A/N: I debated over posting this for awhile—but figured I'd do it anyway. It answers some questions about certain things (wedding invites, Julie's decision-making processes, etc) so I figured I'd post it, but as an Outtake versus an Epilogue? I don't know if that makes sense. I just feel that if I were to post it as an Epilogue, it would mean it was a vital part to Edythe's story, which it's not, so an outtake was a better option?


Outtake: Runaway

Julie Black


"When are you finally gonna get over this kid, Jules?"

I felt my jaw clench, my back teeth grinding together.

Like everyone else in the pack, Lee knew everything about everyone's issues. He knew why I was sitting here now—at the very edge of the earth and sky and sea. He knew I wanted to be alone; more than anything, it was all I wanted.

He knew, and yet—he'd come anyway. Because he knew it would bother me.

Despite the annoyance which surged in my chest like the tide, I felt self-assured for the tiniest of instants. I felt smug, because the idea of controlling my temper hadn't even entered my mind. Instead, the restraint just came naturally, like I'd been born with superior self-control. I didn't see red, the feathery heat didn't shiver down my spine and out my ribs like unearthly wings; I was calm, controlled.

Thanks, Grandma Enli…

Even my voice, smooth and cool, didn't betray the rage the rest of my pack fought so hard to control. "Jump off a cliff, Lee." I pointed to the craggy waves and sharp rocks twenty feet below us. It wouldn't kill him, but it'd take him—I don't know, a day? Maybe two?—to heal. And that would satisfy me well enough.

Lee ignored the jab, sprawling in the dirt next to me and throwing his arms behind his head. Getting comfy, I guessed. He was settling in for a long afternoon of teasing and bullying. "Really, kid. You have no idea how hard this is on me."

"Oh, boo-hoo," I snapped at him. "I'm sorry I'm shattering your disgustingly bigheaded ideal that the sun revolves around you. Screw off."

Lee only scowled blackly at me, his thick brows pulling down over his eyes. Once, I'd considered him good-looking, but that was a long time ago. No one thought of him in that way anymore, not since he'd joined the pack. No one except for Sam, that is. She would never forgive herself for the pain she'd put him through, as if it were her fault he'd turned out to be this vindictive jackass.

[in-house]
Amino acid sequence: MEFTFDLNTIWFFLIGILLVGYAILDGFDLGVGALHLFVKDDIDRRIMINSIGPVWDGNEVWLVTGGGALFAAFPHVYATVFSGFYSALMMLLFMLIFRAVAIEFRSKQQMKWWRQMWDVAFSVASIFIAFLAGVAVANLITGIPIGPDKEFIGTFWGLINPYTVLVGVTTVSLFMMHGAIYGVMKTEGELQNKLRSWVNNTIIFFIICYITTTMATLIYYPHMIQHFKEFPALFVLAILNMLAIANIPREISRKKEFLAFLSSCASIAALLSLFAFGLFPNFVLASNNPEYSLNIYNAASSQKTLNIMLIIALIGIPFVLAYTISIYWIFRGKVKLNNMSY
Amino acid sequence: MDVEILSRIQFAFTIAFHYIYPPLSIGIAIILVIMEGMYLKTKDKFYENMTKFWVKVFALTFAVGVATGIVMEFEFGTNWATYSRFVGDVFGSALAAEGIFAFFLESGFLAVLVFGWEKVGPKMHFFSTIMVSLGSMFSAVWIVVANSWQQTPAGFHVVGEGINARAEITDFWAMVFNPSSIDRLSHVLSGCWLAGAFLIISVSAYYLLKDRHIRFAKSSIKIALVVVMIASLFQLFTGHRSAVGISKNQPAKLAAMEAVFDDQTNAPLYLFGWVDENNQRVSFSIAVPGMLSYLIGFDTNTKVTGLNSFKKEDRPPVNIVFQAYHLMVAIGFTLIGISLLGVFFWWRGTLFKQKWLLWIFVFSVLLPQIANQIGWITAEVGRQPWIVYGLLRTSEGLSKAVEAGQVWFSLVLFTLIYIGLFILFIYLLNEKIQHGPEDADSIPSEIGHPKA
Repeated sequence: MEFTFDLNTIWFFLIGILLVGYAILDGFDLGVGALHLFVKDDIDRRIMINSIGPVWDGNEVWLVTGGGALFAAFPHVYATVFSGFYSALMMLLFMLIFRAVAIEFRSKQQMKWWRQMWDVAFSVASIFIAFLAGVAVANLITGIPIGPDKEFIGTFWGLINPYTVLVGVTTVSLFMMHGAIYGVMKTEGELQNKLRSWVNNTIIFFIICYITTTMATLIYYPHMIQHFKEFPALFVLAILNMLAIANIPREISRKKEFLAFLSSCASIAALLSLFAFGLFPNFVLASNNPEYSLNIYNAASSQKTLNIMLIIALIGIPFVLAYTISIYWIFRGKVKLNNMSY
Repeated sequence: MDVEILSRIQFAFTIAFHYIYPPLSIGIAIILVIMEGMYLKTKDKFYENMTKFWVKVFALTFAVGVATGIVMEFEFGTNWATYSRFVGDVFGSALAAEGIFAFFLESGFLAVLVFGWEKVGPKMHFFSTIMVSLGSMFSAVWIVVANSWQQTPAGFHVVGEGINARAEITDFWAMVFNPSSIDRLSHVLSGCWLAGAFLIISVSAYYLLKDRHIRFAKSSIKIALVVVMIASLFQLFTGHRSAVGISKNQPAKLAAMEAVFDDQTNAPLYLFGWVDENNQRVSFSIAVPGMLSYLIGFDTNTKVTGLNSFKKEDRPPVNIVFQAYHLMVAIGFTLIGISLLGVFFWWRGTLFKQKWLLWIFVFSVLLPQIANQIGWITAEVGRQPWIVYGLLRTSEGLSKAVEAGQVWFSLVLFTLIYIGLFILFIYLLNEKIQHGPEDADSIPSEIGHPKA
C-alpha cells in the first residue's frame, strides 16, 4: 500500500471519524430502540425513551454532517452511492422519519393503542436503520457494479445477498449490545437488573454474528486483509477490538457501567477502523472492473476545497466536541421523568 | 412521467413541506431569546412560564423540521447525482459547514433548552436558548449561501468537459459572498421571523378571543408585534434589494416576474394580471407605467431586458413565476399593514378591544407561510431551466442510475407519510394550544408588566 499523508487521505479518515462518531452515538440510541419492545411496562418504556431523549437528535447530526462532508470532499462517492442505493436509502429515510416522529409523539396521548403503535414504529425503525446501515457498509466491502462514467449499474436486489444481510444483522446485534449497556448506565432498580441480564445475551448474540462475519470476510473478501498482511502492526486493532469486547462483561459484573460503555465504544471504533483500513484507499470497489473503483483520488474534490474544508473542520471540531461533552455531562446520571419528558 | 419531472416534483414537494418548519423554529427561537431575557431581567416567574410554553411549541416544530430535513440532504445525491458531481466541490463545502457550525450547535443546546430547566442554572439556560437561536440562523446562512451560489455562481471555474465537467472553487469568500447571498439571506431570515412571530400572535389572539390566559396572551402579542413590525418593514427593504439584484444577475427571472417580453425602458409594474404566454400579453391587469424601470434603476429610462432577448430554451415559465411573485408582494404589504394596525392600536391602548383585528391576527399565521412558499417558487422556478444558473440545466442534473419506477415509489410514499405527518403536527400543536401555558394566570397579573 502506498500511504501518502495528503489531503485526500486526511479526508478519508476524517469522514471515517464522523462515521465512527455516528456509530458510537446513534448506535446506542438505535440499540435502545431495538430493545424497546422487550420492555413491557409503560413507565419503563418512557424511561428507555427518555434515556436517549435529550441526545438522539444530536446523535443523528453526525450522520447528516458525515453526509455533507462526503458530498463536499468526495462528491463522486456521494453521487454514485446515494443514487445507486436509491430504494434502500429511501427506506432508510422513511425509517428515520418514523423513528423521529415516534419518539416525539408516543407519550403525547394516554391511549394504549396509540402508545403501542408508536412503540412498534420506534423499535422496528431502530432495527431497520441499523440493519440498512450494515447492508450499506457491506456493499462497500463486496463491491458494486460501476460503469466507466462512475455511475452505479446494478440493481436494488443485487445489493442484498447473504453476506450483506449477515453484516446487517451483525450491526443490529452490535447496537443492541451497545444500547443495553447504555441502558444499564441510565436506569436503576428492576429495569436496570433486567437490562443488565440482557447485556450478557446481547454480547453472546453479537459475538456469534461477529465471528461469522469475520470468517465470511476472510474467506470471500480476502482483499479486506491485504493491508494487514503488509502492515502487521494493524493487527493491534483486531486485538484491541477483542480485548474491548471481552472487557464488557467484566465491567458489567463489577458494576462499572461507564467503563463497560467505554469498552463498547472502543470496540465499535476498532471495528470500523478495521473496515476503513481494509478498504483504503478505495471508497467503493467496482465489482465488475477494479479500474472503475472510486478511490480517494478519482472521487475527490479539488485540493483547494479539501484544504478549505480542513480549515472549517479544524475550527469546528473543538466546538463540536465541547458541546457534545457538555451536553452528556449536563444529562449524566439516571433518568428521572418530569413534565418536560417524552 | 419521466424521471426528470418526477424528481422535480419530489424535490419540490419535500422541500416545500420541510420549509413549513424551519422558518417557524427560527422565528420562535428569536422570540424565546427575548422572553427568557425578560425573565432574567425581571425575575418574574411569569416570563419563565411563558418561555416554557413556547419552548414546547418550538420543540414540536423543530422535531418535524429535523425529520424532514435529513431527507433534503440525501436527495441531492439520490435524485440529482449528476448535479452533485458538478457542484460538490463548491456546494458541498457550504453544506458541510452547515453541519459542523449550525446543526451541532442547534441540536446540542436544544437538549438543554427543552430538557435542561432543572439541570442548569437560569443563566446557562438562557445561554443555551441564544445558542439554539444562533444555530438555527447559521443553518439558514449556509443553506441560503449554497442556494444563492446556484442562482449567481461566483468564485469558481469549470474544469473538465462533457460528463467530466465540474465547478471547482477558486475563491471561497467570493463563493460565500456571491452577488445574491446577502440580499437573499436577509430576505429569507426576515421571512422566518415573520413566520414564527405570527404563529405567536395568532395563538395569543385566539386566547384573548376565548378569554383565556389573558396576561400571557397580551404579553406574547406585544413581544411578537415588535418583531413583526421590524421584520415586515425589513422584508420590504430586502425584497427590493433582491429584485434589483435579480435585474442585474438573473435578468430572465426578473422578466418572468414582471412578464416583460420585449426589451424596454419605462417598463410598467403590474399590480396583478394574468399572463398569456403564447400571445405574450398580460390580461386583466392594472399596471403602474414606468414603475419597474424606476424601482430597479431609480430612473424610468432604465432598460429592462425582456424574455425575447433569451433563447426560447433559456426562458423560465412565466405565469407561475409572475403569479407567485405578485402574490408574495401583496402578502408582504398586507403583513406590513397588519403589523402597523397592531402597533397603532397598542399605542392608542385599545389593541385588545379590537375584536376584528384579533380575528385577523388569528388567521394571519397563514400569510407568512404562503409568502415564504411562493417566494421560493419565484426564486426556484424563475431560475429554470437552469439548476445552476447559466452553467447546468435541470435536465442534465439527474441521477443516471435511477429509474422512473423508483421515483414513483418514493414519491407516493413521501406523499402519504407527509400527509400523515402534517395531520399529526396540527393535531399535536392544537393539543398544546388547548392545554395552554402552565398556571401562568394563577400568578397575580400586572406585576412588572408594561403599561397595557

His scowl intensified, as if he could guess at what I was thinking. Probably could.

"I don't even like the kid," he complained, "And you've got me devastated over the frickin' leech-lover like I'm all in love with him, too. Can you see where that might be a little… Confusing? This shit is taking a serious hit on me. First, I run around all day with a bunch of girls, and then I dream of kissing the guy at night. What the hell am I supposed to do with that?"

I snorted. "I don't care."

"All I'm saying is," he said, almost cavalier, though I knew better, "it's time to get over the guy. He's marrying the thing—that's, y'know, pretty damn serious… And then she'll try to change him into one of 'em… I would have given up hope a long fricken' time ago."

"Shut up," I spat at him, feeling a spark of heat spike down my spine and settle in my hips, crackling and flickering there. I was going to try to be nice—it would be wrong to even the score… But if the asshole didn't let up, he'd regret it.

"According to all the legends, he's doomed before it's started. Chances are, she'll kill him anyway." He shrugged, as if this detail didn't matter to him in the least. "Maybe they should be planning a funeral instead of a wedding." He snorted with derisive humor.

The metallic taste of pennies filled my mouth, and this time, I had to clench my eyes shut to control the rage. The heat prickled from the crown of my head to the soles of my feet, flashing in the tips of my fingers. I could feel the ground trembling underneath me, and I knew that was because my core was shaking so hard—trying to tear itself apart and take another shape while the rest of me struggled so bad to keep it together.

When I opened my eyes, Lee was smirking at my hands, watching them shake.

Screw him. I'd had it.